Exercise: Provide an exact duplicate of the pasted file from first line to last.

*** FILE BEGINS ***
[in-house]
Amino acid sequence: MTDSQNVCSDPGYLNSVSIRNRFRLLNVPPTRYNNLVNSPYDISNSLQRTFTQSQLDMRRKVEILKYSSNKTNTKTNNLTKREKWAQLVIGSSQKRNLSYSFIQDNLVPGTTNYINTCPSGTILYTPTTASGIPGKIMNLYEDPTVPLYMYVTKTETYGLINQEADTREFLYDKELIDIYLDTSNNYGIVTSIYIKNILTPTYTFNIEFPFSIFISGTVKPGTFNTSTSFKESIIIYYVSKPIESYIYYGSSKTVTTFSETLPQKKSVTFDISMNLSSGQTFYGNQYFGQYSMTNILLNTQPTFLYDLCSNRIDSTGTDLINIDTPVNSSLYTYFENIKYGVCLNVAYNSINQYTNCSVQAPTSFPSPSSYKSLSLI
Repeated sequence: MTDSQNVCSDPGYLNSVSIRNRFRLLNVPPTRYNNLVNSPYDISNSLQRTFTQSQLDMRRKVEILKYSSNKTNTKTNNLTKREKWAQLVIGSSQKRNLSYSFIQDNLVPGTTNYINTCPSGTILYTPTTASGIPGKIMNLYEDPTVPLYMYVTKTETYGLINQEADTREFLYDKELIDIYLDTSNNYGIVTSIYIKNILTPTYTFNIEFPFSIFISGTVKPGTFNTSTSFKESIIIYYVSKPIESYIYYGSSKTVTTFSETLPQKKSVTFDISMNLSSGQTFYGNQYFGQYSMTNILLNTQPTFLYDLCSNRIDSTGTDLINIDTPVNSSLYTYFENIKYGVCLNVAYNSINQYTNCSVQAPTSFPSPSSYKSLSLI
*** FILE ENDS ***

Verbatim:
[in-house]
Amino acid sequence: MTDSQNVCSDPGYLNSVSIRNRFRLLNVPPTRYNNLVNSPYDISNSLQRTFTQSQLDMRRKVEILKYSSNKTNTKTNNLTKREKWAQLVIGSSQKRNLSYSFIQDNLVPGTTNYINTCPSGTILYTPTTASGIPGKIMNLYEDPTVPLYMYVTKTETYGLINQEADTREFLYDKELIDIYLDTSNNYGIVTSIYIKNILTPTYTFNIEFPFSIFISGTVKPGTFNTSTSFKESIIIYYVSKPIESYIYYGSSKTVTTFSETLPQKKSVTFDISMNLSSGQTFYGNQYFGQYSMTNILLNTQPTFLYDLCSNRIDSTGTDLINIDTPVNSSLYTYFENIKYGVCLNVAYNSINQYTNCSVQAPTSFPSPSSYKSLSLI
Repeated sequence: MTDSQNVCSDPGYLNSVSIRNRFRLLNVPPTRYNNLVNSPYDISNSLQRTFTQSQLDMRRKVEILKYSSNKTNTKTNNLTKREKWAQLVIGSSQKRNLSYSFIQDNLVPGTTNYINTCPSGTILYTPTTASGIPGKIMNLYEDPTVPLYMYVTKTETYGLINQEADTREFLYDKELIDIYLDTSNNYGIVTSIYIKNILTPTYTFNIEFPFSIFISGTVKPGTFNTSTSFKESIIIYYVSKPIESYIYYGSSKTVTTFSETLPQKKSVTFDISMNLSSGQTFYGNQYFGQYSMTNILLNTQPTFLYDLCSNRIDSTGTDLINIDTPVNSSLYTYFENIKYGVCLNVAYNSINQYTNCSVQAPTSFPSPSSYKSLSLI